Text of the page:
Thursday, November 22, 2007

7.25 Million UK Families + MailMerge = Problem

As you already know, this week, the UK Government lost two disks in the mail that contained the personal information of 7,250,000 families, or 25,000,000 individuals, including, in many cases, their banking information.

Ho-hum, I hear you say. This "lost data" stuff happens all the time. It won't affect me.

I understand this reaction. Subconsciously, most of realize that by now, statistically, our personal data, including that of our family members, has probably been stolen or misplaced multiple times. And because we can correlate that with the additional fact that there is still money left in our bank accounts, we think, "why worry"?

Here's why we should worry: Things are about to get really rough in the identity theft market. The reason? Online criminals are starting to discover the power of database mining and targeted marketing. Consider the "Better Business Bureau" phishing scam of earlier this year.

During this scam, I received a phishing email that I'm ashamed to say almost fooled me - a security professional. Why? Several reasons. First of all, the email was very well-formed, and it was not flagged as coming from an IP address associated with any previous phishing activity.

But most importantly, this scam email addressed me personally - by my correct name, my correct title, the name of my company, and our address - plus, it contained a plausible premise that any business owner can relate to - a complaint from a customer who has not yet received the goods that he ordered.

In other words, it was targeted - and, unlike the amateurish and non-targeted "Dear Sir" emails from the wives of defense ministers of deposed dictators offering 25 million dollars in return for an email address, it had a good shot at fooling a reasonable percentage of the 29 million small business employees in the United States.

Most industry analysts believe the data was "scraped" from LinkedIn, ZoomInfo, Plaxo, or some other business-oriented social networking site. It doesn't matter. Social networking is just a fancy name for what you do using a "database interface". "Social Network Engineering" is where these crooks are headed.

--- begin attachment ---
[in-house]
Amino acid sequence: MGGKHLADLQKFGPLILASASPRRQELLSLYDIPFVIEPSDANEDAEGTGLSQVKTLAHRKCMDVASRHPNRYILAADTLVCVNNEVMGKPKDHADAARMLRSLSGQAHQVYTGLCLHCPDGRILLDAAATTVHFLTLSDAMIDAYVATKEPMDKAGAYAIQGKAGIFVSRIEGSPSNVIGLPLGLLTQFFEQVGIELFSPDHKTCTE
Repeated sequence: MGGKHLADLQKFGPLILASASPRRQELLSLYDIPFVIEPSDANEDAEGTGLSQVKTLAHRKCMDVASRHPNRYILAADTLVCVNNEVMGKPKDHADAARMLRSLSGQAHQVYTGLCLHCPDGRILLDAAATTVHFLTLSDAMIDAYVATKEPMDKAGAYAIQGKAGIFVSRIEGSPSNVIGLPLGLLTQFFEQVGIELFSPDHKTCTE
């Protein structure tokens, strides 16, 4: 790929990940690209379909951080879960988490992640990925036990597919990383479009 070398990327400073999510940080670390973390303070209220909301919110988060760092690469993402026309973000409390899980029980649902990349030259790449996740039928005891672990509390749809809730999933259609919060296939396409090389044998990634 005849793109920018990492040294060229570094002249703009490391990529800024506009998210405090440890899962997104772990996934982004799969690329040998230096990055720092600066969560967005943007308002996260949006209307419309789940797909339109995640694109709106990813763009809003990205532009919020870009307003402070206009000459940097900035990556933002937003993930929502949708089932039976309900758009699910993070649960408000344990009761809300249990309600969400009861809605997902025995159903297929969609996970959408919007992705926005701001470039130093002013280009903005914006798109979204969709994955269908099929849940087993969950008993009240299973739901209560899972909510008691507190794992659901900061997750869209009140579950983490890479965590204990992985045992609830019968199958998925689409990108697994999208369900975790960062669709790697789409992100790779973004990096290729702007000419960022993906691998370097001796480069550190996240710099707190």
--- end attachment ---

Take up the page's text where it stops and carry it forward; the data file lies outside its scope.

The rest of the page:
Since the BBB scam, we've seen a few copy-cat attempts at replicating its success in our labs, but none yet aimed at a specific user population or brand. This what scares me about the situation regarding the data theft in the UK - and phishing in general.

Assuming these disks have indeed fallen into the wrong hands, it is probable that right now, schemes are being crafted by data-smart criminals that will utilize the personal data of these families to fool them into thinking that a counterfeit piece of communication from a criminal is actually coming from a trusted government body.

So how does the UK government now tell these people not to worry? Not by email - email is dying as a communications medium. By phone? Not the best idea - see my earlier posts on VOIP-based caller-ID spoofing. By snail mail? Heard of MailMerge?

So have the criminals.

If I'm wrong, then we can all pour a cup of tea and go back to being complacent. But if I'm right, and the criminals decide to get rich quick, rather than milk this opportunity over the long term, banks, online trading companies, credit unions, and other financial service providers - including Revenue, and other government departments - could be in for a rather bumpy ride.

Note: There are some practical steps we need to start taking. Authentium strongly advises consumer banks, credit unions and other online financial service providers to refrain from telling their customers that personalized emails can be trusted. Some of your web sites still suggest that personalized emails under the bank's letterhead should be trusted. This is very poor-quality advice.

No comments: